3 What is light? Light consists of electromagnetic waves. Electromagnetic radiation includes:
4 Electromagnetic Radiation Consist of particles that move as waves of energyElectromagnetic radiation (EM radiation or EMR) is a form of energy emitted and absorbed by charged particlesCharge particle has an electric field surrounding itAs the particle moves it creates a magnetic field
5 Waves can be described by amplitude, wavelength, and frequency Amplitude – height of the waveWavelength(l) – distance between crestsFrequency(n) – number of wave cycles to pass a given point in a certain amount of timeWaves moving and 3-d but we’ll model.
6 Draw a Wave in the Box Measure the wavelength and amplitude. Then draw waves in box B of the same amplitude but greater frequency.What happened to the wavelength from A to B.How are wavelength and frequency related? How is energy related to frequency?
7 Using the equation: c = ln Find the wavelength of a radio wave that is brodcasted at 95.5 x 106HzFind the frequency of blue light. Blue light has a wavelength of 6.43x 10-7m.
8 Which are not visible?Which are more energetic than visible light? How do you know?What do all the rays in the electromagnetic spectrum have in common?
9 Compare the atomic models of Thomson and Rutherford. Do Now:Compare the atomic models of Thomson and Rutherford.Explain the Bohr model of the atomWhat colors make up the continuous spectrum of visible light?p362
10 Neils Bohr Studied hydrogen and its emission spectrum Proposed the Planetary ModelElectrons orbit the nucleusElectrons travel in successively larger orbits and when an electron jumps from an outer orbit to an inner one, it emits light.
12 Each element emits a unique collection of lines. The atomic spectrum can be used to determine the composition of a material, since it is different for each element of the periodic table.
13 Why do we so only certain lines of color? Each color has a specific wavelengthEach wavelength is associated with a specific amount of energyThat energy is released when the electron jumps from a higher energy level to a lower energy level.Only specific energy levels are allowed in the atom! Energy of the atom is quantized!
14 Chapter 5, Figure 5.4 Electrons absorb a specific amount of energy to move to a higher energy level. When electrons lose energy, photons with specific energies are emitted.Energy of quantum of electromagnetic radiation is proportional to frequency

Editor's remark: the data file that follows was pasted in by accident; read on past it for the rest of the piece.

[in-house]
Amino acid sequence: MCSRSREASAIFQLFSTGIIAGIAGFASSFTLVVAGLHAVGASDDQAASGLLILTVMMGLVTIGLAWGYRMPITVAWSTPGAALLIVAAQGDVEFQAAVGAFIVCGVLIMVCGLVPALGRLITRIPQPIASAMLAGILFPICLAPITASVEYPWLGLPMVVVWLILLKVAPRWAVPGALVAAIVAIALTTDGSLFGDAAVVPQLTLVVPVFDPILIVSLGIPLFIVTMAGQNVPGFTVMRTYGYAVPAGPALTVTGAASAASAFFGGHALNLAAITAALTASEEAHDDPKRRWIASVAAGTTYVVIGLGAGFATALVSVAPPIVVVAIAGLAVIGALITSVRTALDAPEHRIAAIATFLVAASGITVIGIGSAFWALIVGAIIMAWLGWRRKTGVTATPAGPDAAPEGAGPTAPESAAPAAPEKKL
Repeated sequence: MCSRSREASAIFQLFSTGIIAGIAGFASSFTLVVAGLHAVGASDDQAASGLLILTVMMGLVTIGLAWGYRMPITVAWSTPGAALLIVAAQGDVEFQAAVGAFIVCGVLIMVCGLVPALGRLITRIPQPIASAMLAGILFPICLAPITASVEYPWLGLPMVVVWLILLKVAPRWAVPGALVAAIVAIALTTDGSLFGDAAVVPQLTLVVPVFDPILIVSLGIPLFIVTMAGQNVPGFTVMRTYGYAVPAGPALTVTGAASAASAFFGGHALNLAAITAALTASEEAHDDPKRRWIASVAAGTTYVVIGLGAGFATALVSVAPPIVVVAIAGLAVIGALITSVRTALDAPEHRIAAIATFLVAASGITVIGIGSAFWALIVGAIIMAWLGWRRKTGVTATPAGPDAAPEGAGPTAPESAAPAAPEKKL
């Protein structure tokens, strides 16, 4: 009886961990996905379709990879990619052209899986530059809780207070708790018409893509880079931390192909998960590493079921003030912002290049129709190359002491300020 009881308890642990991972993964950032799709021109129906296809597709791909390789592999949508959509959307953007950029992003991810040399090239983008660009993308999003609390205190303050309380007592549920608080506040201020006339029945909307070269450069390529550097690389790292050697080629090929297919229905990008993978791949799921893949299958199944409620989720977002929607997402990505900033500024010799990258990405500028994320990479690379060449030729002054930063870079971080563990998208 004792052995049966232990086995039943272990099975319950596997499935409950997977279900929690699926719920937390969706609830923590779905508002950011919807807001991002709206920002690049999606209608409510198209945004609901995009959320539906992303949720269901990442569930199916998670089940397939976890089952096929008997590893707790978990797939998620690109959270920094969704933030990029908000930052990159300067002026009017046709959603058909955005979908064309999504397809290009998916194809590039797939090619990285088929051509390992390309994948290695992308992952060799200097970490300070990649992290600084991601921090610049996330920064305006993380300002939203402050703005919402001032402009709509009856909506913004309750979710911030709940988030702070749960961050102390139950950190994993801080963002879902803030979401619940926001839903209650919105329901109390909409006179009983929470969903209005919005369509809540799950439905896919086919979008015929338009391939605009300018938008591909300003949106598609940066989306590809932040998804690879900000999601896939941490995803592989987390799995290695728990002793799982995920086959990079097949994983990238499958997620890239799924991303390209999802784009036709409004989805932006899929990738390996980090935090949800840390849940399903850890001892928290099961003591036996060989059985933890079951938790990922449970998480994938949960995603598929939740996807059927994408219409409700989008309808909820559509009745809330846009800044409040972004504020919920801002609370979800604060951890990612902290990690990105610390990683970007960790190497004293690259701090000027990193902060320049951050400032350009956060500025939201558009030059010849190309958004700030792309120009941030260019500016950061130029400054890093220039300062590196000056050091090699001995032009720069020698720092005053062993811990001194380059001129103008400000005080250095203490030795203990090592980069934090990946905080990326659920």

15 So the electron behaves like a wave, but where is it? Werner Heisenberg proposed Heisenberg uncertainty principleThere is a limitation to knowing where the electron is (its position) and where its going (its momentum)Erwin Schrodinger developed a mathematical equation to describe the electron’s wave-like behavior
16 Probability of finding electron at different points is calculated Some points will have higher probability than othersIf connect all points of high probability, three dimensional shapes are formedThe most probable place to find the electron will be some place in that shapeAtomic orbitals
17 Zip Code07080The fourth and fifth digits representing a group of delivery addresses within that regionFirst digit (0-9) represents a group of states in the US. 0 is northeastern states and 9 is western statesSecond and third numbers represent a region in that group, perhaps a large cityQuantum numbers are used to describe locations of high probability of finding the electrons
18 3. Last to an orbital. 6d __ __ __ __ __ Orbital Diagram 5f __ __ __ __ __ __ __7s __1. Assign electrons to an Energy Level6p __ __ __5d __ __ __ __ __4f __ __ __ __ __ __ __2. Next to a sublevel:spdf6s __3. Last to an orbital.5p __ __ __4d __ __ __ __ __5s __4p __ __ __3d __ __ __ __ __4s __3p __ __ __3s __2p __ __ __2s __1s __
19 Atomic OrbitalsRegion around nucleus where electrons are likely to be foundEach orbital holds two electronsThese electrons have opposite spin
21 Follow 3 rules to configure the electrons 1. Aufbau Principle - electrons fill orbitals starting at the lowest available (possible) energy states before filling higher states2. Pauli Exclusion Principle - two electrons cannot share the same set of quantum numbers within the same system. Therefore, there is room for only two electrons in each orbital and the electrons have opposite spin.3. Hund’s Rule – in equal energy orbitals, arrange the electrons to achieve the maximum number of unpaired electrons.